He possesses a fortune said to be worth at least $400 million, so what does Larry David have to complain about?
Most likely, he will find something in the new season of “Curb Your Enthusiasm” coming to HBO in January, the first month of the year 2020 -- nearly 20 years since the show premiered in October 2000.
Larry David the sitcom character (if not the real guy) is a complainer. This is where his comedy comes from. But for how much longer can a man who lives without financial worries continue making the same old mountains out of trivial molehills?
Apparently, as far as HBO is concerned, he can continue doing it for as long as he wants, whenever he wants.HBO announced on Wednesday that “Curb” would be coming back for a 10th season. Just like the sudden appearance of the ninth season in 2017 after an absence of six years, this new announcement came from out of the blue.
The press release was terse -- no details such as guest stars, comedic situations or even the number of episodes. The premiere date is Sunday, Jan. 19.
When “Curb Your Enthusiasm” premiered, David was 53 years old. It was just over two years since the finale of “Seinfeld,” the show from which he made his first fortune (and continues making one).
One morning in the early spring of 2000, I was placidly seated in my cubicle at the newspaper where I once worked, idly watching something on television (it may have been “Jerry Springer” or the Three Stooges -- I don't remember which) and I looked up to see Jerry Seinfeld casually strolling by my desk. I have no idea why he was visiting our newsroom that day.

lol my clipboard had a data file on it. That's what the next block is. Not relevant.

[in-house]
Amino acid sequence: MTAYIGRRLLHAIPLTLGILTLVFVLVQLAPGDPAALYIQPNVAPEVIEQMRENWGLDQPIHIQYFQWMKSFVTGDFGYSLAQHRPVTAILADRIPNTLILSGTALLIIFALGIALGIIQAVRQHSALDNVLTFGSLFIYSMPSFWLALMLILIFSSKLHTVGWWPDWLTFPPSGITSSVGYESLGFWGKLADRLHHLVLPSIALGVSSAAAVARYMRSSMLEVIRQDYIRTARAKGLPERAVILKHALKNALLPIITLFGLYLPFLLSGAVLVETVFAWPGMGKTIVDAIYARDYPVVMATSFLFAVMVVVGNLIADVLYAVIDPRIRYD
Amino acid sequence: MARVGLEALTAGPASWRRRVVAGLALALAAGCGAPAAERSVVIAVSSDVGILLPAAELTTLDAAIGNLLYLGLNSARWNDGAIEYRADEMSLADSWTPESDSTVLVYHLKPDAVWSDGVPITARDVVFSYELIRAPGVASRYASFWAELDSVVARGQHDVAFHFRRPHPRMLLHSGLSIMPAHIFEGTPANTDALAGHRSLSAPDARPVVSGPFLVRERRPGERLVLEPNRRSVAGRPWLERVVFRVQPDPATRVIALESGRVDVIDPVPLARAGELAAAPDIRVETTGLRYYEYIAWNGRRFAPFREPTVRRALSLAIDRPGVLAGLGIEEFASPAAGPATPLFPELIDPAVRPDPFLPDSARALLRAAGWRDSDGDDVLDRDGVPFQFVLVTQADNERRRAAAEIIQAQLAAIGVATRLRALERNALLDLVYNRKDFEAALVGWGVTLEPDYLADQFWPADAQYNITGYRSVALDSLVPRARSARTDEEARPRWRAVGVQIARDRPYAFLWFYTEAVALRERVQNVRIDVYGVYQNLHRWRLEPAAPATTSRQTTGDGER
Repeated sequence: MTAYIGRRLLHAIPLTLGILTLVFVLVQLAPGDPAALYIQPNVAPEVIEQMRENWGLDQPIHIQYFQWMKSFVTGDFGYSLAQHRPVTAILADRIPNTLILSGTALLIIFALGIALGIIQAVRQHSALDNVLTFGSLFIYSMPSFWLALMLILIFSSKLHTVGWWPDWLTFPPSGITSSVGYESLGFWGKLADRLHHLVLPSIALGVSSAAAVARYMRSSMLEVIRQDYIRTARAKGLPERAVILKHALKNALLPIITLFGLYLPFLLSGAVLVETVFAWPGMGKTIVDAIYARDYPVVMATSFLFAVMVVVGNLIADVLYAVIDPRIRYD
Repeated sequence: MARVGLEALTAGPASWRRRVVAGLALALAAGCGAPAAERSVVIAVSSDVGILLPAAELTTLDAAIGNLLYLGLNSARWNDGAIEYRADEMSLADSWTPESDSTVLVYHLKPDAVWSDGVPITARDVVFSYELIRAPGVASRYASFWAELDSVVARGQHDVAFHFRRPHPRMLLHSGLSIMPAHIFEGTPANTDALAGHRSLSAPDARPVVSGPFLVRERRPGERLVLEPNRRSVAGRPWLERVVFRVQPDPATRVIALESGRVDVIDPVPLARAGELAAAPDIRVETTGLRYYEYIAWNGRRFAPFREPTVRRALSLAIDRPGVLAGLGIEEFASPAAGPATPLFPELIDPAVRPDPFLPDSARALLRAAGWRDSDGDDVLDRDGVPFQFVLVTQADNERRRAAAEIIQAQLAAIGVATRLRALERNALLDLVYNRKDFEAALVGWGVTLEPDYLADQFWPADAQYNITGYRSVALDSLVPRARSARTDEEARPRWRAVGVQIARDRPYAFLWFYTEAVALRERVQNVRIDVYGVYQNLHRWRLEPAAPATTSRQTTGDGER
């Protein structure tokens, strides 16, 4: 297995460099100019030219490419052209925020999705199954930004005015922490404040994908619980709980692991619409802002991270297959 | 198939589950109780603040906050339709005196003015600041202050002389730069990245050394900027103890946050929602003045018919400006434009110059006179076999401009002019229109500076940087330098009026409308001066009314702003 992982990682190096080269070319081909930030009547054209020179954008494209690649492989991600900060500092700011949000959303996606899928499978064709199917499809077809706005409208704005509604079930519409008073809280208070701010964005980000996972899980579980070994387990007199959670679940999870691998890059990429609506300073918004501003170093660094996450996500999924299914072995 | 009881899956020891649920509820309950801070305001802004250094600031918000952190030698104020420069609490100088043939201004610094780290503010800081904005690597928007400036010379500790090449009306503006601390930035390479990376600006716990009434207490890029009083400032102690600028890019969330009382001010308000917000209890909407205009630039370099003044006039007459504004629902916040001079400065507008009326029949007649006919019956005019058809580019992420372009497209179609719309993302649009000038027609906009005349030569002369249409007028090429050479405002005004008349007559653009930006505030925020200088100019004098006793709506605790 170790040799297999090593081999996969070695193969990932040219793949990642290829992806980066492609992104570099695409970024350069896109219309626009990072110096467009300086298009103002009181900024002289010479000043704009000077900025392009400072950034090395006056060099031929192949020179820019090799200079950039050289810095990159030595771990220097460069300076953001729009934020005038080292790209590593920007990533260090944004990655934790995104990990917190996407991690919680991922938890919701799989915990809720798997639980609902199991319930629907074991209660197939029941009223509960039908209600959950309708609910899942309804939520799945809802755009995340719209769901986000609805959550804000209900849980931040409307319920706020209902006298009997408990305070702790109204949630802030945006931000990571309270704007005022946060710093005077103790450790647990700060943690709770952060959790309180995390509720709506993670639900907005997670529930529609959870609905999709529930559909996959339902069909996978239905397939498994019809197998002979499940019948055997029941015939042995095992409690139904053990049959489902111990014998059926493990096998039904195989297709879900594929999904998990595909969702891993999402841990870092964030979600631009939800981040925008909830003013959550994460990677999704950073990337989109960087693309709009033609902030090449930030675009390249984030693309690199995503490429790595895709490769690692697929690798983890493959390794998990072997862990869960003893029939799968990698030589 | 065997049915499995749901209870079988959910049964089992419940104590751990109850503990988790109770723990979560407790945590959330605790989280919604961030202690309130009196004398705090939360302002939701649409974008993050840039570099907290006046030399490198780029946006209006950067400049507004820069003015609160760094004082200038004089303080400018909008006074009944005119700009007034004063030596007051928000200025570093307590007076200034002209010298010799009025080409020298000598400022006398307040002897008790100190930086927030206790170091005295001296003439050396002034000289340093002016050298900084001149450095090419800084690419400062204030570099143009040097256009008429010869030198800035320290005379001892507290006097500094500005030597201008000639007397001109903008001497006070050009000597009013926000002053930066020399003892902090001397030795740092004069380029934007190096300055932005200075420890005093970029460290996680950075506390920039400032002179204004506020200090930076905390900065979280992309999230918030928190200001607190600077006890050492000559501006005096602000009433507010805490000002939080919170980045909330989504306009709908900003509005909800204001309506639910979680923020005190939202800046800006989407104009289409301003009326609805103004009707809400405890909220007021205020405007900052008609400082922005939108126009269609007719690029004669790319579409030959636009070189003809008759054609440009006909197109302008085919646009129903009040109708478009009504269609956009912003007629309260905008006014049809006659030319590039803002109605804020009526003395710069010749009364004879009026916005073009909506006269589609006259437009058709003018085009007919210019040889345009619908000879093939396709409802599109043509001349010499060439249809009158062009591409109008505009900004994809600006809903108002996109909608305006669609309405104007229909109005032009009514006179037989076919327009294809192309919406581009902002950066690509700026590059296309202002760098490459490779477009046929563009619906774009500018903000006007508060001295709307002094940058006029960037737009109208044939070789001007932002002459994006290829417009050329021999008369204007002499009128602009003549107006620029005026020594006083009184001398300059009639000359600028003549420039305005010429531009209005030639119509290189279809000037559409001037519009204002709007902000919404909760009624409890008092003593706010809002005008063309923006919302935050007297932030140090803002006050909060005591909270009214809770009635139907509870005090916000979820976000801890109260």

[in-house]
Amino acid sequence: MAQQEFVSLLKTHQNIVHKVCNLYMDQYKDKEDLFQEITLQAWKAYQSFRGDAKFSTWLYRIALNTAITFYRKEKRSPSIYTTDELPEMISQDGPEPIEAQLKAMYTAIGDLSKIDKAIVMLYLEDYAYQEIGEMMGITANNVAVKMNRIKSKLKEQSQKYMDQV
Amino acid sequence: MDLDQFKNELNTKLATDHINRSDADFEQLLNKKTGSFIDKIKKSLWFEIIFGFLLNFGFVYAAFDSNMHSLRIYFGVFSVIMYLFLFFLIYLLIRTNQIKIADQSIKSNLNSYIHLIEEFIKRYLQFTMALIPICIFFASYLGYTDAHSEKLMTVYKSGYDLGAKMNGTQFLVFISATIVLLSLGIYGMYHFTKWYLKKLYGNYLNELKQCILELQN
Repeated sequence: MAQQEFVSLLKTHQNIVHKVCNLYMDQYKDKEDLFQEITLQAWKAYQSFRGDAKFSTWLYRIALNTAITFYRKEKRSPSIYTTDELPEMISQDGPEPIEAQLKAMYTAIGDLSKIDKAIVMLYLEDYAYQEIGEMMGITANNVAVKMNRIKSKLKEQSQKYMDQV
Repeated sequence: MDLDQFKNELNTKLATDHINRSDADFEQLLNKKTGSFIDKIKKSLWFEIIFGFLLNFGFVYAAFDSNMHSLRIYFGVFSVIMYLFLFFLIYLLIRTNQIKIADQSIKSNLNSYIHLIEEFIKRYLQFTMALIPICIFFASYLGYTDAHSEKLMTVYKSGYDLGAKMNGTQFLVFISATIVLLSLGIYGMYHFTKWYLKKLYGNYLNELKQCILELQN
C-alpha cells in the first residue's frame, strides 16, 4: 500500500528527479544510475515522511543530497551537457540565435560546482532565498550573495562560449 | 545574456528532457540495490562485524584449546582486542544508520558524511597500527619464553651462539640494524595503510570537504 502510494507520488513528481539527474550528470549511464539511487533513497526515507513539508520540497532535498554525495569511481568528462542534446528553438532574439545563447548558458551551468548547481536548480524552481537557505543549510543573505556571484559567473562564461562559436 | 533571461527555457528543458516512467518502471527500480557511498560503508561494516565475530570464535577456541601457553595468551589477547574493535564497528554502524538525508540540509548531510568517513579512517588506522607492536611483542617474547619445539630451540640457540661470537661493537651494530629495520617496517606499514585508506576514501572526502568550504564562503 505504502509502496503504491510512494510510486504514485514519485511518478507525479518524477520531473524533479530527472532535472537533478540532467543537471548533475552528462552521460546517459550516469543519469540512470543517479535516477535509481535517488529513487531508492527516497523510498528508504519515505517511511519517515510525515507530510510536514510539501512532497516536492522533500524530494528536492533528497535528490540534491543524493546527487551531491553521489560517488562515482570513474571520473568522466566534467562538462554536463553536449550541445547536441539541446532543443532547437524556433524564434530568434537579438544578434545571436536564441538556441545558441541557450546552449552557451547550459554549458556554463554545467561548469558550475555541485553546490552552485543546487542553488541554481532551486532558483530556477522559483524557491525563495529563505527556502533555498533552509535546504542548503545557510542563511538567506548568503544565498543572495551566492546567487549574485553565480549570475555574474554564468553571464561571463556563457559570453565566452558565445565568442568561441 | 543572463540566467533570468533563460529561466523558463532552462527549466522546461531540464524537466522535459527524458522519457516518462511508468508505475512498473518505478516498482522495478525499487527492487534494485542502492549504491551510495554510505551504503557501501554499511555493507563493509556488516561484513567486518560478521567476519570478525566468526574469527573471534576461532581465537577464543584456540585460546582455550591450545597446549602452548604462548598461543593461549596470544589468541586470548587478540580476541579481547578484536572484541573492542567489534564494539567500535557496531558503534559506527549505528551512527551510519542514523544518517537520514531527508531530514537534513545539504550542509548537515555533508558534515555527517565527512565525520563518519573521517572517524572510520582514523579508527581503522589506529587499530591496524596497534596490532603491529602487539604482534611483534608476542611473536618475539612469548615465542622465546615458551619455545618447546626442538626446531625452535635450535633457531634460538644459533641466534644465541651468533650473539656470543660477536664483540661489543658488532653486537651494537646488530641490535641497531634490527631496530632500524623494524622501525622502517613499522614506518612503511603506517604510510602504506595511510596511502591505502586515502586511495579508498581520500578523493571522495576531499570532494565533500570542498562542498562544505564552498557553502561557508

I introduced myself and in the brief conversation we ended up having, he alerted me to the arrival later that year of the funniest TV comedy he had ever seen -- even better than “Seinfeld,” he may have said (or implied). It was “Curb Your Enthusiasm,” which his friend Larry had apparently shown him in advance.
I had never heard of the show at all since it was some months before HBO would begin promoting it. Thus, I can truthfully say that the first time I ever heard about “Curb Your Enthusiasm,” it was because Jerry Seinfeld told me about it.
Here in the present day, Larry David is 72 years old and still being well-paid to write and star in his own comedy series, which has been more or less universally revered for nearly 20 years.
In an industry -- television (if not show business generally) -- that is clearly ageist when it comes to preferring younger performers and creative types over older ones, David's longevity and evident work ethic are an inspiration for anybody of a certain age who might feel their best days are behind them.But here is Larry David, still curbing his enthusiasm at 72.